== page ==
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Le chateliers principle

Posted: Fri Dec 08, 2017 10:42 pm
by Lorie Seuylemezian-2K
Can someone please explain this principle to me and how we are supposed to apply it?

Re: Le chateliers principle

Posted: Fri Dec 08, 2017 10:50 pm
by An Dang 3F
Le Chatliers' Principle is the idea that a chemical reaction will adjust to minimize the effects of change back to the equilibrium constant. For example, if one increases the pressure of the reaction then the volume will decrease and the reaction will move in the direction where there are fewer moles. If one decreases the pressure, then the volume will increase, and the reaction will proceed to the side where there are more moles. There is an exception because if we add an inert gas to the reaction it will increase the pressure, but it will not change the volume, so the concentrations of the reaction do not change.

Re: Le chateliers principle

Posted: Fri Dec 08, 2017 10:51 pm
by Emily Glaser 1F
This principles describes what happens when an equilibrium is affected and how it will achieve equilibrium again.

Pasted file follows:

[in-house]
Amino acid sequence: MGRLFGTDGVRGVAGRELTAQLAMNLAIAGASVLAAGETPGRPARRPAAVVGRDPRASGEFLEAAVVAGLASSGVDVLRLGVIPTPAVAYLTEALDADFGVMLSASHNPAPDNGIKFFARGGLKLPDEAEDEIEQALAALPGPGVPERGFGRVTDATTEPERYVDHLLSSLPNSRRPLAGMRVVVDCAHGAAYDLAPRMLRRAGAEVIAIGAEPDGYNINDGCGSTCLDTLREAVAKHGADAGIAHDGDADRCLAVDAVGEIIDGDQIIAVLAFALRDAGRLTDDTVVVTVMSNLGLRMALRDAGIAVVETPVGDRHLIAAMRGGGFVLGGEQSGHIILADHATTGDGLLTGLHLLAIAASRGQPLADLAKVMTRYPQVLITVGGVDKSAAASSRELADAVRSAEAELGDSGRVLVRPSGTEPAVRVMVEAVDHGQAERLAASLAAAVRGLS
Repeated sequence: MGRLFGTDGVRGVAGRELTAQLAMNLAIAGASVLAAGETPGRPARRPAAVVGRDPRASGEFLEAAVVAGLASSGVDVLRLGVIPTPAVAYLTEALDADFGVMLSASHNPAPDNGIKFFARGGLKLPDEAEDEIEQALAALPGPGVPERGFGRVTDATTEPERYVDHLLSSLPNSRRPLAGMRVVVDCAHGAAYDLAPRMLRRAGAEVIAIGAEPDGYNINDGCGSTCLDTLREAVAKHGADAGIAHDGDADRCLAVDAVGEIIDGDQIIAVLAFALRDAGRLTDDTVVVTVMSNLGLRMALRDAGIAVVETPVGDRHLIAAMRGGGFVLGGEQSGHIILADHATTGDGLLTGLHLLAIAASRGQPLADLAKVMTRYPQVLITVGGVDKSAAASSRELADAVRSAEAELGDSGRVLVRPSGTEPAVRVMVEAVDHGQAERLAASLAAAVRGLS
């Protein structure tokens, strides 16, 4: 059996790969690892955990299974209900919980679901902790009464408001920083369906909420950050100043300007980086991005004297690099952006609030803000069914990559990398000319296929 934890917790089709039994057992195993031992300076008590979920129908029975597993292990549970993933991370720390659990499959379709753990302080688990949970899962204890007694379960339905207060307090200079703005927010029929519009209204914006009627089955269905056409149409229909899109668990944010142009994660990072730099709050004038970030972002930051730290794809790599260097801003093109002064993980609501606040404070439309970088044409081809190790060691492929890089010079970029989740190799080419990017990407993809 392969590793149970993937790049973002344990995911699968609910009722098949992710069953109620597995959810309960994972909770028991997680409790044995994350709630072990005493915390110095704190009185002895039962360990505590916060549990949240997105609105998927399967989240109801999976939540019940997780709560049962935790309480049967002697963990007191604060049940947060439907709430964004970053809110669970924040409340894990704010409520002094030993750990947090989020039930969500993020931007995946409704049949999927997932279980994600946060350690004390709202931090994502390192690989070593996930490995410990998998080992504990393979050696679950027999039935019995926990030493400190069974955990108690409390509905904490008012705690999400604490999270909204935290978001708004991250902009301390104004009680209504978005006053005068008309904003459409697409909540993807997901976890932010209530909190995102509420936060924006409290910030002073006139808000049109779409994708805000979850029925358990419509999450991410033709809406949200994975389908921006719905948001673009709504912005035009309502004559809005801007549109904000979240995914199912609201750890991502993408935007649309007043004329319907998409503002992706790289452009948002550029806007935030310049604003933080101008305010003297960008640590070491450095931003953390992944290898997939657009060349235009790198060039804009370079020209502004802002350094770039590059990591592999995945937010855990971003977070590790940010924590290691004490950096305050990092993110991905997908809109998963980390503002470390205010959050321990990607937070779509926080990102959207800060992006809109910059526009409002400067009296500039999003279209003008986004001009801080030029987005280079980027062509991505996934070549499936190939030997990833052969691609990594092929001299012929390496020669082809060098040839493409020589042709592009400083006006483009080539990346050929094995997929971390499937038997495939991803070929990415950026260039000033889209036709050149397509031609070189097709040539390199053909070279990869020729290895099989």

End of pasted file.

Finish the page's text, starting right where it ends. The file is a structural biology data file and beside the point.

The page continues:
A(g) + B(g) <--> C(g) + D(g)

If I add more A, that means the system will favor the PRODUCTS, meaning it will make more products to adjust to the increase on the reactants side. B will decrease a little as well because A is using more of it up to produce more products.

Re: Le chateliers principle

Posted: Fri Dec 08, 2017 11:06 pm
by Rachel Wang
le Chatelier's principle is the idea that if a restraint is applied, the equilibrium will shift so as to counteract the effect of the restraint.
Adding products will shift the rxn left; adding reactants will shift the rxn right.
Adding pressure (decreasing volume) will shift rxn to side with less gas molecules; decreasing pressure (increasing volume) will shift rxn to side with more gas molecules.
Adding a catalyst won't affect equilibrium.
If endothermic, adding heat will shift rxn right. If exothermic, adding heat will shift rxn left.